Spectroscopic and computational studies of the de novo designed protein DF2t: Correlation to the biferrous active site of ribonucleotide reductase and factors that affect O2 reactivity

Pin Pin Wei, Andrew J. Skulan, Herschel Wade, William F. DeGrado, Edward I. Solomon

Research output: Contribution to journalArticlepeer-review

Abstract

DF2t, a de novo designed protein that mimicks the active-site structure of many non-heme biferrous enzymes, has been studied using a combination of circular dichroism (CD), magnetic circular dichroism (MCD), and variable-temperature variable-field (VTVH) MCD. The active site of DF2t is found to have one five-coordinate iron and one four-coordinate iron, which are weakly antiferromagnetically coupled through a μ-1,3 carboxylate bridge. These results bear a strong resemblance to the spectra of Escherichia coli ribonucleotide reductase (R2), and density functional theory calculations were conducted on the W48F/D84E R2 mutant in order to determine the energetics of formation of a monodentate end-on-bound O2 to one iron in the binuclear site. The μ-1,3 carboxylate bridges found in O2- activating enzymes lack efficient superexchange pathways for the second electron transfer (i.e., the OH/oxo bridge in hemerythrin), and simulations of the binding of O2 in a monodentate end-on manner revealed that the bridging carboxylate ligands do not appear capable of transferring an electron to O2 from the remote Fe. Comparison of the results from previous studies of the μ-1,2 biferric-peroxo structure, which bridges both irons, finds that the end-on superoxide mixed-valent species is considerably higher in energy than the bridging peroxo-diferric species. Thus, one of the differences between O2-activating and O2-binding proteins appears to be the ability of O2 to bridge both Fe centers to generate a peroxo intermediate capable of further reactivity.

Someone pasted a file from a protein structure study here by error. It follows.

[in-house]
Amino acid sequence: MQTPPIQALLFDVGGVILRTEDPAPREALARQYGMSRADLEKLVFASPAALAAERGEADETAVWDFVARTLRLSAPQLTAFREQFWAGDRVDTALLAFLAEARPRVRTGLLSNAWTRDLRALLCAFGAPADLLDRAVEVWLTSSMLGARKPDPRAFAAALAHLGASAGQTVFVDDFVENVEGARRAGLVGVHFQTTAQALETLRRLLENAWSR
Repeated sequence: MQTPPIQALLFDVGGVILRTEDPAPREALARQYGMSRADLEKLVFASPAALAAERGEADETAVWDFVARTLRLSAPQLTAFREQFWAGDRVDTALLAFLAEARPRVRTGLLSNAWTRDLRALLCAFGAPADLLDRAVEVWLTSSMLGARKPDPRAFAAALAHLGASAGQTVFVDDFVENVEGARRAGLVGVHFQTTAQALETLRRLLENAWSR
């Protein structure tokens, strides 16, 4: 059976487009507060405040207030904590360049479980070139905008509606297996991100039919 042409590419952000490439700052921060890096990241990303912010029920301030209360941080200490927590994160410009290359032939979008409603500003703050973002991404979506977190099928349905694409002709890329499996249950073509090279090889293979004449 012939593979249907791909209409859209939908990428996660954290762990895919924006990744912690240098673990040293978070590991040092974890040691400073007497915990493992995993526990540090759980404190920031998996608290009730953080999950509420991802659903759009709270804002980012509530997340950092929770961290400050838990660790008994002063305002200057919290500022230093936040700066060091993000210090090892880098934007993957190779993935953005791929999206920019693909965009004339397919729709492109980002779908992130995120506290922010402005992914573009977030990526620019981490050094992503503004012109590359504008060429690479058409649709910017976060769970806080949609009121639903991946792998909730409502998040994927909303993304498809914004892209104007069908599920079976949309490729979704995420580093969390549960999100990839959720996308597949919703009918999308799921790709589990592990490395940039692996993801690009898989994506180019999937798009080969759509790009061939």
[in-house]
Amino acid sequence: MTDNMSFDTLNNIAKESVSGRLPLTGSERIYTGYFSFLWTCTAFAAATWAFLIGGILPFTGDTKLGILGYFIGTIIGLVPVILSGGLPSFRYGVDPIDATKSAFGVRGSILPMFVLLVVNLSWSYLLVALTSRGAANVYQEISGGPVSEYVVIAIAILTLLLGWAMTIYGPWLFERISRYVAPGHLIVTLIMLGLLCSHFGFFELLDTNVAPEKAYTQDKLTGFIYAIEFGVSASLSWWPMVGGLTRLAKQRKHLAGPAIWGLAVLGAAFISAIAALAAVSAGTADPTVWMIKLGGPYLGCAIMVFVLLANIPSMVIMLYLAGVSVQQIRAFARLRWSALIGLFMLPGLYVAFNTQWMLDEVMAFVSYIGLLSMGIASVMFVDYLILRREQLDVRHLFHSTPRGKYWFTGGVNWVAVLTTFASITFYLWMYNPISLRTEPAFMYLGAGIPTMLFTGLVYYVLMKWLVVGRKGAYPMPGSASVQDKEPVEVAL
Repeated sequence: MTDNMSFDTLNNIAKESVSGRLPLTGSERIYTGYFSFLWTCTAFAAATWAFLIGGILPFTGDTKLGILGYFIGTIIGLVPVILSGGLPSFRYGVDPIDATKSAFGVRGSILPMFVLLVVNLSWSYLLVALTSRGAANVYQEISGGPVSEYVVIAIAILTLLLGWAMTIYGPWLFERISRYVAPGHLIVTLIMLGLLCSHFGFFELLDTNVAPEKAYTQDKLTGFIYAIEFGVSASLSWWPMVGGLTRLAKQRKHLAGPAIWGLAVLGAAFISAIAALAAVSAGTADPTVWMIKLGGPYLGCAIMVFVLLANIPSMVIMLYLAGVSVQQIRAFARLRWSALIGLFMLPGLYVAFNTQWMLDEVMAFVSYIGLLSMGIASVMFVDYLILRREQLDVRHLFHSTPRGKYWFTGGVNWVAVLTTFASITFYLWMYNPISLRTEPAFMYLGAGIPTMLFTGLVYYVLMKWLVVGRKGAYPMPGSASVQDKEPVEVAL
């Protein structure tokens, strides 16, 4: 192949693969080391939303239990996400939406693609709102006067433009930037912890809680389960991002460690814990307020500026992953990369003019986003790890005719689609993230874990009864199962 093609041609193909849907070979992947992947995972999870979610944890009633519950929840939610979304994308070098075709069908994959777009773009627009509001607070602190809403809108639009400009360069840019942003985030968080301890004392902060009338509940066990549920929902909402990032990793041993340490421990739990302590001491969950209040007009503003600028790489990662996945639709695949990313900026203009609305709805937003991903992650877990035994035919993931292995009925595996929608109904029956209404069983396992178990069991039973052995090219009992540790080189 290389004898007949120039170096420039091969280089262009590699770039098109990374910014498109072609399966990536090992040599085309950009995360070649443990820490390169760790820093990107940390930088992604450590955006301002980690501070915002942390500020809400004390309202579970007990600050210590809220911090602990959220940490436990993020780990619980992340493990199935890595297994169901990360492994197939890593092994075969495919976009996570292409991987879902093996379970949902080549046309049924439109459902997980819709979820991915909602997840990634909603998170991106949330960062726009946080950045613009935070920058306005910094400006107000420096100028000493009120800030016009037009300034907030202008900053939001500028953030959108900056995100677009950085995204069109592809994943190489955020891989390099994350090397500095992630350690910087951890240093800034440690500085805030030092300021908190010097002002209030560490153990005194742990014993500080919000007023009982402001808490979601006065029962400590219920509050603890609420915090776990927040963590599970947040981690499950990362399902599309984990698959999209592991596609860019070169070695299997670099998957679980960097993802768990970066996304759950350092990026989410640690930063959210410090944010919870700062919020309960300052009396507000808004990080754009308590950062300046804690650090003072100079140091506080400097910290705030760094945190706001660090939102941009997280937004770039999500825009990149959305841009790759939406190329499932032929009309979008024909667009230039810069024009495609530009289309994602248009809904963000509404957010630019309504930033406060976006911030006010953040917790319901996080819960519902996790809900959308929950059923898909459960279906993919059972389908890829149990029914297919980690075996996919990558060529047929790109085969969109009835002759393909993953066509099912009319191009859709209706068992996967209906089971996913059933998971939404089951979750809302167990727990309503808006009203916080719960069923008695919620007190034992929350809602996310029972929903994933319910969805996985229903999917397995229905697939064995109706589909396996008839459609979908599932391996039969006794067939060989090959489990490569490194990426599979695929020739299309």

Original languageEnglish (US)
Pages (from-to)16098-16106
Number of pages9
JournalJournal of the American Chemical Society
Volume127
Issue number46
DOIs
StatePublished - Nov 23 2005
Externally publishedYes

ASJC Scopus subject areas

  • Catalysis
  • Chemistry(all)
  • Biochemistry
  • Colloid and Surface Chemistry

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